"I will never be the same after this...but maybe that's a good thing."  -- that's pretty much what I've concluded and why I call this a transformative process rather than a recovery process. Recovery implies going back to something that was sound and good...this is far different than that, and for me, far better. I didn't have anything so great before the drugs...not really...most of us that get significant psychiatric labels are in that boat...healing is about transforming (but I think it's true for folks who don't get those labels too, I'm just talking about myself in that instance).  :) 

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Chicago77   
Chicago77

Yes I 100% agree this is a transformative process. Even though I'm in the middle of withdrawal I still can tell that I see life, people, experiences completely different than before or during meds. I have such a deep appreciation for life now. Every moment I get that is "pretty good" I cherish and hold it close to my heart because I'm not sure when I'll have it again.

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brassmonkey   
brassmonkey

"we need to learn how to live well...frankly none of us know how to live like the part of nature that we are and it's why we end up here in the first place...getting healthy means learning how to be a successful human ANIMAL...society doesn't support that"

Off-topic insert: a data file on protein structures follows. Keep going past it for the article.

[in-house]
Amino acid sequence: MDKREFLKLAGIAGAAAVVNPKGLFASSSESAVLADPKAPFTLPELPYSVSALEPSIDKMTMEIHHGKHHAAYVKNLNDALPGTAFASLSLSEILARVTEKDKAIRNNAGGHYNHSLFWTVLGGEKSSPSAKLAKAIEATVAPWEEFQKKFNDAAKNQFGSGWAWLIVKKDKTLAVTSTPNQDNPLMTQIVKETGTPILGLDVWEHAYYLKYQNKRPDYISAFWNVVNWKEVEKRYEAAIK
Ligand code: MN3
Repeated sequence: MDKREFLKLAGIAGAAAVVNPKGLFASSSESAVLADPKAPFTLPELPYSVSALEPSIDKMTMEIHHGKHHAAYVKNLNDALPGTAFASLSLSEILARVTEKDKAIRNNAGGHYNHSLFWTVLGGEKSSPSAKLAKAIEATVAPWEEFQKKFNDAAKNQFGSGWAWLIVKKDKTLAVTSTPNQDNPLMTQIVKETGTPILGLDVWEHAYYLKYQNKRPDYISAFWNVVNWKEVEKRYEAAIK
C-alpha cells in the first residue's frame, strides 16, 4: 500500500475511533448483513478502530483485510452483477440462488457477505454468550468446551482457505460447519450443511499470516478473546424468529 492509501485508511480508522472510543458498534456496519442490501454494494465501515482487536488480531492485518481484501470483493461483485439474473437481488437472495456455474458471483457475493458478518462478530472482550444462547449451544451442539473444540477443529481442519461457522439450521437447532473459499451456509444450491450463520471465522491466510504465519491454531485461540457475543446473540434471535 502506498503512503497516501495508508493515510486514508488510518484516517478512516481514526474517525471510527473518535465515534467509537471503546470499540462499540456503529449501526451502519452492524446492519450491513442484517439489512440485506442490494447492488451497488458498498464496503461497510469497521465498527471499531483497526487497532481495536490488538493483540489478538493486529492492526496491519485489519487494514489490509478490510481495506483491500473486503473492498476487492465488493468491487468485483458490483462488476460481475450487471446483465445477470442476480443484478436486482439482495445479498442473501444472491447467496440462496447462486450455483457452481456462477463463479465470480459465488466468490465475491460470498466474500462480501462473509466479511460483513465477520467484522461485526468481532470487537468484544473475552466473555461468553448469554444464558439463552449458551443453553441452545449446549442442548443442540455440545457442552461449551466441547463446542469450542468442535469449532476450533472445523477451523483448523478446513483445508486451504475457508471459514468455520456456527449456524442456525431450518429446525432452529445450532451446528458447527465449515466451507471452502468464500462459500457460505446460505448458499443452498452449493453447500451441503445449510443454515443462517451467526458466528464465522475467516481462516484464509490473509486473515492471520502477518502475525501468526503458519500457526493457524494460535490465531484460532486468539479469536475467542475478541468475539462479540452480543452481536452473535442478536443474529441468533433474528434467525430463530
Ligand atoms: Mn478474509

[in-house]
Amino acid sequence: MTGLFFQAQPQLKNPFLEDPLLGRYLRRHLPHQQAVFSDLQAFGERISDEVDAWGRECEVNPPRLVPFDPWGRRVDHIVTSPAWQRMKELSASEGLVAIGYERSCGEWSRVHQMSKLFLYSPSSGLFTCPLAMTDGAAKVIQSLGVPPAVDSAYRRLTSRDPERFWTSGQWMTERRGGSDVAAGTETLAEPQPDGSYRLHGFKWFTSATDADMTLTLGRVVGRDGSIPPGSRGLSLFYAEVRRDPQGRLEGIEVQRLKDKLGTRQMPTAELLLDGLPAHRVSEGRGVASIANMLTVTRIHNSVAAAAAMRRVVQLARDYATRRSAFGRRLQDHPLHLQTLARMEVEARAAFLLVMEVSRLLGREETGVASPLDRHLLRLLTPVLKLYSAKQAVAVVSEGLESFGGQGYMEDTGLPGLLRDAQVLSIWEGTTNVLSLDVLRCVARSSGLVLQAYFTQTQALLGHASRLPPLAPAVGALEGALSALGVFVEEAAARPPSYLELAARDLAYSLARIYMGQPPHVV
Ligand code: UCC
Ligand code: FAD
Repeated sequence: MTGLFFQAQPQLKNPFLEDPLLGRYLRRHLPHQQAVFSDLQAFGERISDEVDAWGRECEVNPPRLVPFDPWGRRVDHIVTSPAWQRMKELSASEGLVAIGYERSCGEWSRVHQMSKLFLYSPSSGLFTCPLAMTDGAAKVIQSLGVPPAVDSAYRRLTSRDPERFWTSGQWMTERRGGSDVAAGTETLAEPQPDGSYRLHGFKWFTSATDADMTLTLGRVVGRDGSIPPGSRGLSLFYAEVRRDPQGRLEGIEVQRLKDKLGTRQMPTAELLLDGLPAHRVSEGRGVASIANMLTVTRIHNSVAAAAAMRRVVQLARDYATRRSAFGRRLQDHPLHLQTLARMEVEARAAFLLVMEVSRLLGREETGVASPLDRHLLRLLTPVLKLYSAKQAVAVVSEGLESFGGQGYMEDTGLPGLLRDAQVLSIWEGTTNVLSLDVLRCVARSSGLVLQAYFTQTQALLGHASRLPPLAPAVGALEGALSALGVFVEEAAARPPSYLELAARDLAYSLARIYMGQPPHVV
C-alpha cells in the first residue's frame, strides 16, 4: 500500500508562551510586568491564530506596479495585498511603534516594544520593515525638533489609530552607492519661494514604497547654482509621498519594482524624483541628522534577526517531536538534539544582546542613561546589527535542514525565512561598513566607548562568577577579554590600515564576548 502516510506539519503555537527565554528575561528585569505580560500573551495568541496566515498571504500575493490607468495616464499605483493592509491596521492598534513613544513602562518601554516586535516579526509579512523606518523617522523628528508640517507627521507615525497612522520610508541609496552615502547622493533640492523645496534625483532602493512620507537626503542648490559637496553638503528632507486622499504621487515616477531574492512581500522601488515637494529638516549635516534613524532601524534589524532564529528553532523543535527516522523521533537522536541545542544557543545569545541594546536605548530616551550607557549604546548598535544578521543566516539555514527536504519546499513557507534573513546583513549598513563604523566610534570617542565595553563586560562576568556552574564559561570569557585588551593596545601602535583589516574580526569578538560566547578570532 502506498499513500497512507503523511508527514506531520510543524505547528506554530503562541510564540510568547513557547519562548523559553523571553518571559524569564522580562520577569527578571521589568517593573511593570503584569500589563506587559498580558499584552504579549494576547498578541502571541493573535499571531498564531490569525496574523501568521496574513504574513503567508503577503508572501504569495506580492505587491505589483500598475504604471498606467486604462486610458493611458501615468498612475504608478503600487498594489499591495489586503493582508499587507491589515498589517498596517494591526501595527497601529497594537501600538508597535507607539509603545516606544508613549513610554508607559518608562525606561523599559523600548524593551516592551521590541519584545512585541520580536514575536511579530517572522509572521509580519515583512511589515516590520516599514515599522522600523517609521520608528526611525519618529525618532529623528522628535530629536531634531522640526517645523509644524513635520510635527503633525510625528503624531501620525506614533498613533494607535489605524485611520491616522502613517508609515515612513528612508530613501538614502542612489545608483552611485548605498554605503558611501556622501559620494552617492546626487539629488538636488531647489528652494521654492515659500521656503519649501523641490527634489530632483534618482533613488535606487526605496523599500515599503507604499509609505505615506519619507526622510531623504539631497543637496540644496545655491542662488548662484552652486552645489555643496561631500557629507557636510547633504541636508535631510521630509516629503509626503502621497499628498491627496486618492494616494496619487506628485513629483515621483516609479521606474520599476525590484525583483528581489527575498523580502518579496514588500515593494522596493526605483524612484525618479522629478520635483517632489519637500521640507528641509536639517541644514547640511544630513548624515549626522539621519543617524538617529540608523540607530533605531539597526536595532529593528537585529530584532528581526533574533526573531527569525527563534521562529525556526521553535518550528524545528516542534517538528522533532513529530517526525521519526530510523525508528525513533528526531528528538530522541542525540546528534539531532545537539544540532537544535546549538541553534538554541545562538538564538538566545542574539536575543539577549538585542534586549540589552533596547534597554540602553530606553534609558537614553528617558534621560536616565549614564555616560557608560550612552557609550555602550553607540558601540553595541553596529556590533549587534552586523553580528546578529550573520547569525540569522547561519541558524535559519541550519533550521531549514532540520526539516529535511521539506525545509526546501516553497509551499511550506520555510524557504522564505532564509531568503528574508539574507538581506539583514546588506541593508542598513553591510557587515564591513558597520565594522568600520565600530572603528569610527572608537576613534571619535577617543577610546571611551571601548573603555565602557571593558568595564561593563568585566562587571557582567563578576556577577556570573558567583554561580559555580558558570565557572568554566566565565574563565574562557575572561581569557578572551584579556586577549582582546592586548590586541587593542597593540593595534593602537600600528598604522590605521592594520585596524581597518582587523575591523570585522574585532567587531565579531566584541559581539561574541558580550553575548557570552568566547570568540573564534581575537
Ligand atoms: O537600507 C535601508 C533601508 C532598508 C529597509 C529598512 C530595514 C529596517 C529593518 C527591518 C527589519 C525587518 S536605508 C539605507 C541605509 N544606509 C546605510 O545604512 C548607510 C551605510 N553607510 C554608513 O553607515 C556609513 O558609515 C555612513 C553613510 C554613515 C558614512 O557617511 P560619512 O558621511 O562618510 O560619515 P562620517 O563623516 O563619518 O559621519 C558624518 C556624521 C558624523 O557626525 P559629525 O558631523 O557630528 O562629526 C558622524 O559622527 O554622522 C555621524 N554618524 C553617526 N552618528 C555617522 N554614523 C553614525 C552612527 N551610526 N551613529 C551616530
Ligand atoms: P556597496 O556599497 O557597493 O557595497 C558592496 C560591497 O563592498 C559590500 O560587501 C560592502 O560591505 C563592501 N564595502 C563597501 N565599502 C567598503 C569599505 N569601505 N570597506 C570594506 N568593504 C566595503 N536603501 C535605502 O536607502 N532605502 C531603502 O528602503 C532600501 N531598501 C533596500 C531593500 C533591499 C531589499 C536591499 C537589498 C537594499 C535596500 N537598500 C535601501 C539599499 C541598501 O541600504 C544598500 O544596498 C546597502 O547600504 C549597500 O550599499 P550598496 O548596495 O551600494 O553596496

You've nicely summed up 90% of the problems in the world, and stated the answer to them.  From an early age I have strived to "walk softly upon the earth" and been "outcast" for it. But because of it I am happier in my life than most everyone I meet.  Every experience we deal with transforms us in some way so we can never return to being the person we were just five minutes ago.  Accepting our place in the circle of life and working to be content with it will diminish the grief we suffer at our own hands by trying to fight our very nature.

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manymoretodays   
manymoretodays

((((GiaK))))))  Thank you.  I always go and read your stuff........ :blink: :blink: :)

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Marsha   
Marsha